New research released today reveals graduates are increasingly topping up their degrees with vocational qualifications.
The job market in the UK is experiencing its toughest period for decades, and Edge, the independent education foundation, says many graduates are turning to VQs to compete with their peers.
According to Edge, 76 per cent of those surveyed believed a degree was necessary for their chosen career. However, 30 per cent felt let down because their course failed to prepare them adequately for work. Almost a fifth said they regret choosing the university route.
Some 65 per cent of graduates also said it is a good idea for current university students to take up a VQ in additional to their degree.
Andy Powell, chief executive of Edge, said: “Graduates are topping up their degrees with vocational qualifications because the current system is failing to provide the skills and training that graduates need and employers so desperately want.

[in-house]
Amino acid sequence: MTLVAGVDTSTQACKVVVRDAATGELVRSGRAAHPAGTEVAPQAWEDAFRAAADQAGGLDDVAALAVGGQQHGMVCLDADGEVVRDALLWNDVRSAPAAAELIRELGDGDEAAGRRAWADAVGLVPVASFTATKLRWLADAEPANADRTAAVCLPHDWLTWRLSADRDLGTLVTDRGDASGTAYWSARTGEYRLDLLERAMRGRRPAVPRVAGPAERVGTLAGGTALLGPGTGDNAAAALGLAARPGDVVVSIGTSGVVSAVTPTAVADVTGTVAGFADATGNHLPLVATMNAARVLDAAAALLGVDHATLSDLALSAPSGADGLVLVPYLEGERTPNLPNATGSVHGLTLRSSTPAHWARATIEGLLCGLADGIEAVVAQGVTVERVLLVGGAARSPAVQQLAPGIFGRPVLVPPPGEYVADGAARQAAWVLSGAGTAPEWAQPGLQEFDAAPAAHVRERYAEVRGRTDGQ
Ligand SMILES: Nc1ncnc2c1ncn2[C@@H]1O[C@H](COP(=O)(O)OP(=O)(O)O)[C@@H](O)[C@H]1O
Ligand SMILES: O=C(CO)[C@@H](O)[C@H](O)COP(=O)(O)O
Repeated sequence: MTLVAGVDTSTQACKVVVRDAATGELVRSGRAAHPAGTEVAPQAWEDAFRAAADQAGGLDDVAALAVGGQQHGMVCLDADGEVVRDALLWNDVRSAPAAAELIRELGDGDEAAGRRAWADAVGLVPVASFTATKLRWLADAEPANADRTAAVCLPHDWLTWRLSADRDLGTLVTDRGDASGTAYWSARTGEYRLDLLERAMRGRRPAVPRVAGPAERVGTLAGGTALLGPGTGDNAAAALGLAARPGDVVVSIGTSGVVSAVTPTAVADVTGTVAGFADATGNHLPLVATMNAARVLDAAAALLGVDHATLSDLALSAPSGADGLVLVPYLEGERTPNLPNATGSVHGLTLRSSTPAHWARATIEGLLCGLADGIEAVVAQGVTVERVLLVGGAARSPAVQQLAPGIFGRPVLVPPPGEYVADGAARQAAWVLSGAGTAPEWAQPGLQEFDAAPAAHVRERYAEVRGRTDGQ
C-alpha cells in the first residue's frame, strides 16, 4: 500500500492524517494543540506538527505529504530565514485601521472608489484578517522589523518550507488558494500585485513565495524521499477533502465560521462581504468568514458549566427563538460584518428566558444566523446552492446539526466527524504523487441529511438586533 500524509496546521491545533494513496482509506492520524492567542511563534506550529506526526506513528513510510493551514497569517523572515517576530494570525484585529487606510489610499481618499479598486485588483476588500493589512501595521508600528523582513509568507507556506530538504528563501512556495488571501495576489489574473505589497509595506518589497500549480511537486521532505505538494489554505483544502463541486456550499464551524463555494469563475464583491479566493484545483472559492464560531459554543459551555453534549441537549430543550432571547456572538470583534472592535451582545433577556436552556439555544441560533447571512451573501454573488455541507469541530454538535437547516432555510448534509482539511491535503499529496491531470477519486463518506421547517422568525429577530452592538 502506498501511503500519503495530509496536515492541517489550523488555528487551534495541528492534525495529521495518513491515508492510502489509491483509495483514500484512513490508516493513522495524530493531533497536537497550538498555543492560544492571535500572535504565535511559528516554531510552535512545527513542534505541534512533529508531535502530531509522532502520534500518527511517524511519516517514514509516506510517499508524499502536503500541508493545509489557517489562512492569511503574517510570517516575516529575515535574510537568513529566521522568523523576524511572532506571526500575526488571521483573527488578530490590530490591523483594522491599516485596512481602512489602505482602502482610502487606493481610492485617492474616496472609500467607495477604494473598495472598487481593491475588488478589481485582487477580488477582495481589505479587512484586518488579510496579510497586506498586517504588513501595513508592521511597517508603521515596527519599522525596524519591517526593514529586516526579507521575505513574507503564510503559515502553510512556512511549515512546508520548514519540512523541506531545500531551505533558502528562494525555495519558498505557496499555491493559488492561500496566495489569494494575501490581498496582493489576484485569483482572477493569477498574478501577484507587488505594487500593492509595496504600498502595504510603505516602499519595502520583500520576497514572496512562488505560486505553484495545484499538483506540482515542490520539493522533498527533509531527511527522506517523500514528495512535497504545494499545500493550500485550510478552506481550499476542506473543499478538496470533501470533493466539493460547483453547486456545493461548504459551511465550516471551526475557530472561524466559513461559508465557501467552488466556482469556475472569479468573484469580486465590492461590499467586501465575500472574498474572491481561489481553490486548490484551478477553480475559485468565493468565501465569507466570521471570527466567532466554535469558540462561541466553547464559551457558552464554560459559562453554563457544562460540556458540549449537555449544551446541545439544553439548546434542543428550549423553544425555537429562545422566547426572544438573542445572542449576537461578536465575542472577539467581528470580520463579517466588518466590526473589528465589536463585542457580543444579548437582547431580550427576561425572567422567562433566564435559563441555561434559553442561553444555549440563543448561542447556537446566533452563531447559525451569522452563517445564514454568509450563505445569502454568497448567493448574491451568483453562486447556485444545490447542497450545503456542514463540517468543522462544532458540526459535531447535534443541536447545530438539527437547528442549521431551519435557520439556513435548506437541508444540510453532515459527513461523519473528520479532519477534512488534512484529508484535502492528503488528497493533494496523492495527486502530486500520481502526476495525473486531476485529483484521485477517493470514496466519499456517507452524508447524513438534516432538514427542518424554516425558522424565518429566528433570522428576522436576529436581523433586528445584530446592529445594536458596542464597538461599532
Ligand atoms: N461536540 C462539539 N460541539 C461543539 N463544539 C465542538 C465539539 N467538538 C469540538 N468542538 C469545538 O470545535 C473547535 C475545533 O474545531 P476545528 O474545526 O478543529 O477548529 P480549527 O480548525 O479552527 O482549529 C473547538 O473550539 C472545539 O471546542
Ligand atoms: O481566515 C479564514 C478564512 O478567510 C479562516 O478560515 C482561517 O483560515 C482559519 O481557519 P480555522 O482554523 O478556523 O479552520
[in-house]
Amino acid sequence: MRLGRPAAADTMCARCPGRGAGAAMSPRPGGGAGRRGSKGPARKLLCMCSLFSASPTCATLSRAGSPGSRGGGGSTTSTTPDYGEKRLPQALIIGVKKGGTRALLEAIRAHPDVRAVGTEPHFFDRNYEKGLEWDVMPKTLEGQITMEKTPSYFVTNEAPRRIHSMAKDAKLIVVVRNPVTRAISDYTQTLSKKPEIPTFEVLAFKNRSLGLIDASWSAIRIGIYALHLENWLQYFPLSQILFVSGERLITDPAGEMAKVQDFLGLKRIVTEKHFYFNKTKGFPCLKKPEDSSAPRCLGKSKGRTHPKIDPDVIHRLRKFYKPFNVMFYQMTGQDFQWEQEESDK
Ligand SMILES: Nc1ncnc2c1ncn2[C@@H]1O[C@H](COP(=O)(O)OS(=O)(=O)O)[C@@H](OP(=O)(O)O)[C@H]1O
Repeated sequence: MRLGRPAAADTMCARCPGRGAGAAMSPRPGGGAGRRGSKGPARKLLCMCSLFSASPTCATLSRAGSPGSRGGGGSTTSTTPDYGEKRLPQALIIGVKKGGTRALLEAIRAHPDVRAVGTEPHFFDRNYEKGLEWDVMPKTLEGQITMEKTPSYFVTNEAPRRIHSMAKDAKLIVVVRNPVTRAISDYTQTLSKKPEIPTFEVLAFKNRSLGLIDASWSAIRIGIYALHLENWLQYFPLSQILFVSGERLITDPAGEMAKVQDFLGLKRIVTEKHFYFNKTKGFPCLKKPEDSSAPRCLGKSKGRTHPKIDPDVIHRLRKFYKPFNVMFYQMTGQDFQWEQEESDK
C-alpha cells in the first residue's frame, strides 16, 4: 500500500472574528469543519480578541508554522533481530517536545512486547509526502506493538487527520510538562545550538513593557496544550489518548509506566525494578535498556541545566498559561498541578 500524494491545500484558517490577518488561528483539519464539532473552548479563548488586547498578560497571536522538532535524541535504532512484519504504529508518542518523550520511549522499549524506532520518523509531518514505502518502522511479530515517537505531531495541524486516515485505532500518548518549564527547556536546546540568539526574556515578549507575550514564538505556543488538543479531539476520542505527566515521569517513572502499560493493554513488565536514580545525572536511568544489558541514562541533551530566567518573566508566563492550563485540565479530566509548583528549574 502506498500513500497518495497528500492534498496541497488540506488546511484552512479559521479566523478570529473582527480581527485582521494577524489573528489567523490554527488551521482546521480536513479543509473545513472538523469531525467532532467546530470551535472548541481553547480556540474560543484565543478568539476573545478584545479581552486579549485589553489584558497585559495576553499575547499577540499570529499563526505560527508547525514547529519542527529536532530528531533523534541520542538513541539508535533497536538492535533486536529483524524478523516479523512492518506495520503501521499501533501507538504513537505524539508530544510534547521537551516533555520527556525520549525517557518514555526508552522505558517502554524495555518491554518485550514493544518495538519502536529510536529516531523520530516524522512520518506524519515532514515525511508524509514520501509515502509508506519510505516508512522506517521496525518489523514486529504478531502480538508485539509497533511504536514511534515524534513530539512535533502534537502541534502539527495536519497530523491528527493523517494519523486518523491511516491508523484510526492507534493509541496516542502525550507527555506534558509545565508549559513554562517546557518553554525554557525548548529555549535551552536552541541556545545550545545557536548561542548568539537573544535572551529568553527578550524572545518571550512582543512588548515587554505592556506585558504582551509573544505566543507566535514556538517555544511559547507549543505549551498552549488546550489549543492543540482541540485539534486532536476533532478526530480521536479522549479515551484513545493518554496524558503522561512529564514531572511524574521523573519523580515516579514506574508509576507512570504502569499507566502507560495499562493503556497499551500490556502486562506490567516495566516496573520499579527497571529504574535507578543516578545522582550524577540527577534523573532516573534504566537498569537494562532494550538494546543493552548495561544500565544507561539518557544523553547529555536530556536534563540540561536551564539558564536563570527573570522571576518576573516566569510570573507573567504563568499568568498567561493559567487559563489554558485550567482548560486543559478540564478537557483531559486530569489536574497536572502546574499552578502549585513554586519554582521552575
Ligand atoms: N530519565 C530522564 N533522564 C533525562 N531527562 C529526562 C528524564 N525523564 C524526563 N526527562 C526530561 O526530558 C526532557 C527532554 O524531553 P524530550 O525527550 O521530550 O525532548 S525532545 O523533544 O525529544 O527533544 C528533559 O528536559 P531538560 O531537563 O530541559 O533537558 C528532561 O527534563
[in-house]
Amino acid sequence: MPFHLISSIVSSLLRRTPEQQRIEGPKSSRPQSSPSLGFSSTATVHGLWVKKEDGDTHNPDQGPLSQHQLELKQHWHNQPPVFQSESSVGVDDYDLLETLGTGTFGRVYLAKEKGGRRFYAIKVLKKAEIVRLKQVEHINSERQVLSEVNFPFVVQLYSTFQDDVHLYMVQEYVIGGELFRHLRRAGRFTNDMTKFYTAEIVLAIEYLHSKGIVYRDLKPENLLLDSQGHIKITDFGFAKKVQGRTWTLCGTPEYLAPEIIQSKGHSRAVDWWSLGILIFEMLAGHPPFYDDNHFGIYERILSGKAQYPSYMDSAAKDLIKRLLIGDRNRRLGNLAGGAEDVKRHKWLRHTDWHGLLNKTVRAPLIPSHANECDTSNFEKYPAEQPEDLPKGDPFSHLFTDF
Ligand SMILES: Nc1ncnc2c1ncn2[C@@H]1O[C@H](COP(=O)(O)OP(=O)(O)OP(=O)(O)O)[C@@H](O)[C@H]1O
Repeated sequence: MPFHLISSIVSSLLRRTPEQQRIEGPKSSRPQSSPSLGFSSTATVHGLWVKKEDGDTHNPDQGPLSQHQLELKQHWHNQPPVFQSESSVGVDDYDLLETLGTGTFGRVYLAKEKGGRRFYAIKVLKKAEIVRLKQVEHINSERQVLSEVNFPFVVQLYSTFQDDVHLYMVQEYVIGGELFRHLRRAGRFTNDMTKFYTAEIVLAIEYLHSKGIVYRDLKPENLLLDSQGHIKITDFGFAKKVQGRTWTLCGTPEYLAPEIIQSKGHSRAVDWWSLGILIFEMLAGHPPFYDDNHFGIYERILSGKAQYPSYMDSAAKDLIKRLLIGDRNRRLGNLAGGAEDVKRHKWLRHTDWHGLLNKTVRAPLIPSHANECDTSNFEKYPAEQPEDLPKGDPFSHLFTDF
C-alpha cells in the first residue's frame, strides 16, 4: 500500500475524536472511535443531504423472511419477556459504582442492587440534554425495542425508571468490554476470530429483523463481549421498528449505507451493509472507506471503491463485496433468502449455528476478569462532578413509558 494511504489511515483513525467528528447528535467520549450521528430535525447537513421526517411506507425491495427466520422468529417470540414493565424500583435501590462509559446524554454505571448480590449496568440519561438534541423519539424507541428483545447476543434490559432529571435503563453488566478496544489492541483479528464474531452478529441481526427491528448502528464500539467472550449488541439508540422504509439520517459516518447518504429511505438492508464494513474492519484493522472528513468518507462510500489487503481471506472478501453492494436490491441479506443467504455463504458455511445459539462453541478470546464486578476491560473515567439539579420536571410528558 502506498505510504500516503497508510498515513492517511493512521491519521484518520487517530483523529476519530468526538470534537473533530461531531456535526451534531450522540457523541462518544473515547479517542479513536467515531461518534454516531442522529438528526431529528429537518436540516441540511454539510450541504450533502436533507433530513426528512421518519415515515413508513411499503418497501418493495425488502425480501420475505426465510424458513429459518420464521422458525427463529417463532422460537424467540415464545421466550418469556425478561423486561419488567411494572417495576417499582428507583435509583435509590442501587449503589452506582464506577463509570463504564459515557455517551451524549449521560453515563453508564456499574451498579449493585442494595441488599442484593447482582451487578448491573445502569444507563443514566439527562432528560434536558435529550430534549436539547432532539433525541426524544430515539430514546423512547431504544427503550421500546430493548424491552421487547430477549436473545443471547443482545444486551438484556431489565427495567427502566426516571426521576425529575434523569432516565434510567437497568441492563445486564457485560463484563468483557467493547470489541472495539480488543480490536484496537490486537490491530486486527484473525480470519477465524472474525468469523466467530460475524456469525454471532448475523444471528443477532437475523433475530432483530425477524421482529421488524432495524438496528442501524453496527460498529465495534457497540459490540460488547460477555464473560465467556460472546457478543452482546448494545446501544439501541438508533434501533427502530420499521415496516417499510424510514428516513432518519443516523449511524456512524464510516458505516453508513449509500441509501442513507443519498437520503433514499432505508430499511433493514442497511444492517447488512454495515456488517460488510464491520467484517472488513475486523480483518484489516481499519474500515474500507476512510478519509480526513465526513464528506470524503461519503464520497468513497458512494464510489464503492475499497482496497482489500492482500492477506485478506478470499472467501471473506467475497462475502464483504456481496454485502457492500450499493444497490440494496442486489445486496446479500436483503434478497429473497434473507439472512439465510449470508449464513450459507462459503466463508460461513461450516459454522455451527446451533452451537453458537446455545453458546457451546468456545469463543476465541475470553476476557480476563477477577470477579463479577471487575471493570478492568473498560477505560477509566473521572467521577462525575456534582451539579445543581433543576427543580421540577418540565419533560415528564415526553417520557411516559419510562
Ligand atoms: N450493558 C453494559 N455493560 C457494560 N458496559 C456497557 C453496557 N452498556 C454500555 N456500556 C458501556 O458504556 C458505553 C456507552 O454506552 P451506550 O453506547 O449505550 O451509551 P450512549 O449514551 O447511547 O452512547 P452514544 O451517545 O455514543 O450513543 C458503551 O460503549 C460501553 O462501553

“There are many paths to success and it’s time that practical training is incorporated into the curriculum at a much earlier stage to ensure young people are enter the working world with the skills they require.”
The findings come two days before VQ Day, which celebrates these qualifications and the many paths to success taken by learners of all ages. Celebrations and events will be held across the nation to help raise the profile, and communicate the value, of VQs to future students and potential employers.
Mr Powell added: “In the current climate, it’s more important than ever that vocational qualifications get the recognition they deserve, to remove once and for all the outdated notion that academic courses are the only way for young people to achieve their aspirations. We are calling on people across the UK to support VQ Day on 24 June 2009, the only official celebration of vocational qualifications.”
(Pictured: Andy Powell, chief executive of Edge)